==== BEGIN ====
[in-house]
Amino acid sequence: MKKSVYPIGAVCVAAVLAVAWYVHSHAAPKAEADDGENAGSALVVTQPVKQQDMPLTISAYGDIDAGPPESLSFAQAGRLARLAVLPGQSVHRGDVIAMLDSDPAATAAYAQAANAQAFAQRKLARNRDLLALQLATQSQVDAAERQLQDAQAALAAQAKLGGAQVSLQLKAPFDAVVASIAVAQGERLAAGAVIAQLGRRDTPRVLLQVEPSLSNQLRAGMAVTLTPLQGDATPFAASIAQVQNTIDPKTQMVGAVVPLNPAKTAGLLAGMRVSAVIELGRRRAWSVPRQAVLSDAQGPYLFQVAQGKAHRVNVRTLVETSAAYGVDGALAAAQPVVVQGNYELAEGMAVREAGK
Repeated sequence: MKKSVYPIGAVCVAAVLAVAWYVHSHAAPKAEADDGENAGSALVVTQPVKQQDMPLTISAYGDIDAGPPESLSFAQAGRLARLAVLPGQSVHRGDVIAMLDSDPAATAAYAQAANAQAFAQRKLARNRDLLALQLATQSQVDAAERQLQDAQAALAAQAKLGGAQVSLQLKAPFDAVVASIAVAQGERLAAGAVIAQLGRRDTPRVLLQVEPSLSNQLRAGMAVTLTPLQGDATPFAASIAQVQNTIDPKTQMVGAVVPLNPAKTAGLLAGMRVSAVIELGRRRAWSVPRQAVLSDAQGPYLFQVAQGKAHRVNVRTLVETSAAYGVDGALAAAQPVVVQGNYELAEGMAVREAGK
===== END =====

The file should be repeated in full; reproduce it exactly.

[in-house]
Amino acid sequence: MKKSVYPIGAVCVAAVLAVAWYVHSHAAPKAEADDGENAGSALVVTQPVKQQDMPLTISAYGDIDAGPPESLSFAQAGRLARLAVLPGQSVHRGDVIAMLDSDPAATAAYAQAANAQAFAQRKLARNRDLLALQLATQSQVDAAERQLQDAQAALAAQAKLGGAQVSLQLKAPFDAVVASIAVAQGERLAAGAVIAQLGRRDTPRVLLQVEPSLSNQLRAGMAVTLTPLQGDATPFAASIAQVQNTIDPKTQMVGAVVPLNPAKTAGLLAGMRVSAVIELGRRRAWSVPRQAVLSDAQGPYLFQVAQGKAHRVNVRTLVETSAAYGVDGALAAAQPVVVQGNYELAEGMAVREAGK
Repeated sequence: MKKSVYPIGAVCVAAVLAVAWYVHSHAAPKAEADDGENAGSALVVTQPVKQQDMPLTISAYGDIDAGPPESLSFAQAGRLARLAVLPGQSVHRGDVIAMLDSDPAATAAYAQAANAQAFAQRKLARNRDLLALQLATQSQVDAAERQLQDAQAALAAQAKLGGAQVSLQLKAPFDAVVASIAVAQGERLAAGAVIAQLGRRDTPRVLLQVEPSLSNQLRAGMAVTLTPLQGDATPFAASIAQVQNTIDPKTQMVGAVVPLNPAKTAGLLAGMRVSAVIELGRRRAWSVPRQAVLSDAQGPYLFQVAQGKAHRVNVRTLVETSAAYGVDGALAAAQPVVVQGNYELAEGMAVREAGK